Winner of the 2017 Lewis Mumford Prize for Best Book in American Planning History

Although the decades following World War II stand out as an era of rapid growth and construction in the United States, those years were equally significant for large-scale destruction. In order to clear space for new suburban tract housing, an ambitious system of interstate highways, and extensive urban renewal development, wrecking companies demolished buildings while earthmoving contractors leveled land at an unprecedented pace and scale. In this pioneering history, Francesca Russello Ammon explores how postwar America came to equate this destruction with progress.

The bulldozer functioned as both the means and the metaphor for this work. As the machine transformed from a wartime weapon into an instrument of postwar planning, it helped realize a landscape-altering “culture of clearance.” In the hands of the military, planners, politicians, engineers, construction workers, and even children’s book authors, the bulldozer became an American icon. Yet social and environmental injustices emerged as clearance projects continued unabated. This awareness spurred environmental, preservationist, and citizen participation efforts that have helped to slow, though not entirely stop, the momentum of the postwar bulldozer.


“An excellent and enjoyable history of the transformation of the bulldozer from military weapon to instrument of urban planning.”—Jo Guldi, Brown University

“The bulldozer! How obvious! But no one before Francesca Ammon realized that the biography of this protean machine was the royal road to an illuminating understanding of Schumpeter's 'creative destruction' of capitalism. An inspired topic, a perfect metaphor for effacing the past and engineering the future. Carried out with dash, breadth, attention to symbolism, technical knowledge, and attention to historical detail. The difference between Baron Haussmann's Paris and Robert Moses's New York is that Moses had the bulldozer and dynamite and Haussmann did not.”—James C. Scott, Yale University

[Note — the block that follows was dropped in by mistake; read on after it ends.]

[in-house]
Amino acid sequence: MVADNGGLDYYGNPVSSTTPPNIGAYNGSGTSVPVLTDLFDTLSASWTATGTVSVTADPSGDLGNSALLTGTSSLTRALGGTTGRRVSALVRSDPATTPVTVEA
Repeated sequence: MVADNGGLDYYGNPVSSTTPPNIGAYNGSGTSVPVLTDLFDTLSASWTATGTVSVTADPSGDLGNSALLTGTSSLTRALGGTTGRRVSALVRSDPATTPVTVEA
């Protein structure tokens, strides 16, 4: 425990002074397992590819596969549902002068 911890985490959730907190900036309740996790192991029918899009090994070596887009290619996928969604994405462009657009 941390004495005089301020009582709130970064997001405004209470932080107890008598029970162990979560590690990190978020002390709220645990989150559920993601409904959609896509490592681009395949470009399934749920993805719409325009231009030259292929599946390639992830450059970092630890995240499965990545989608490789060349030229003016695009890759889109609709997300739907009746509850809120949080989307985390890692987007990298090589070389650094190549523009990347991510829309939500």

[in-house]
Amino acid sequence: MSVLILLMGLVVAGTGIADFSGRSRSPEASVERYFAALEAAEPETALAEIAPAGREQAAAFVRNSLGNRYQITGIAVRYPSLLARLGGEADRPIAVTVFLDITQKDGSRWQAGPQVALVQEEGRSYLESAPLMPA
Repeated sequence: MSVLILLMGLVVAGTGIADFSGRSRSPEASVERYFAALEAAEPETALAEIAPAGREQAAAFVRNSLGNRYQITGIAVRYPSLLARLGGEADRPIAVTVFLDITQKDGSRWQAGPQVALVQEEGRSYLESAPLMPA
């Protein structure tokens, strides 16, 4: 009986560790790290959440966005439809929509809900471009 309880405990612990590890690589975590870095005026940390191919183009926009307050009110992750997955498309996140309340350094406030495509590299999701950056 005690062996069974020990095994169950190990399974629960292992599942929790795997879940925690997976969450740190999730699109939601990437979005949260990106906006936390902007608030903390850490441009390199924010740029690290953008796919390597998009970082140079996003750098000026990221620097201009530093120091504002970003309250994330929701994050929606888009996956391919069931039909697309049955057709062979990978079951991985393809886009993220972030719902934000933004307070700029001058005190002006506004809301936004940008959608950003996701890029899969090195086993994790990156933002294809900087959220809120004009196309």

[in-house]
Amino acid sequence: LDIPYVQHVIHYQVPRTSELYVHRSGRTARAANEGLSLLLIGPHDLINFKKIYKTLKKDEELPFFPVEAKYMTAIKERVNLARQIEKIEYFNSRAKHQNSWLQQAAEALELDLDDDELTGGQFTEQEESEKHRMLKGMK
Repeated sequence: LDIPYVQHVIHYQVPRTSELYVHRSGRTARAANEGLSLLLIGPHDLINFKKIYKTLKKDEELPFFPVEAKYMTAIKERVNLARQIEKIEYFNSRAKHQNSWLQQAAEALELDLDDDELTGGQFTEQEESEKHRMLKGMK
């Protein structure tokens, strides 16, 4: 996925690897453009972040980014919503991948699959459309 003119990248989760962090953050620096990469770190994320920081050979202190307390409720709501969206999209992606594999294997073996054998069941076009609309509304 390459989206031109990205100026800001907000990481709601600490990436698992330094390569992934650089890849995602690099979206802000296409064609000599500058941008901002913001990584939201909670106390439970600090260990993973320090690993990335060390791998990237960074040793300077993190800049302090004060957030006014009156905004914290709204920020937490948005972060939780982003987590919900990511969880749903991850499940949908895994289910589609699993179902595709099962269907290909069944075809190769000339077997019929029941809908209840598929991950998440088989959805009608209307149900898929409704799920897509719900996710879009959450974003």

“Ammon has found an original topic of wide appeal. Her creative and multi-faceted approach leads her to countless new, deeply engrossing discoveries about the history of clearing, building, and rebuilding in the mid-20th century.”—Alison Isenberg, Princeton University

“In this original and incisive book, Ammon shows that machines and methods developed for warfare remade American landscapes and cities after World War II.”—Edmund Russell, author of War and Nature:  Fighting Humans and Insects with Chemicals from World War I to Silent Spring

“Strikingly original and thoroughly engaging, Bulldozer shows how an adulation of destruction-as-opportunity, honed during World War II, became deeply engrained in postwar American visual culture and the design politics of urban, suburban, and superhighway development. By viewing the bulldozer as both machine and mindset, Ammon reveals the fascinating confluence of celebratory staging and complex environmental and social loss.”—Lawrence J. Vale, author of Purging the Poorest: Public Housing and the Design Politics of Twice-Cleared Communities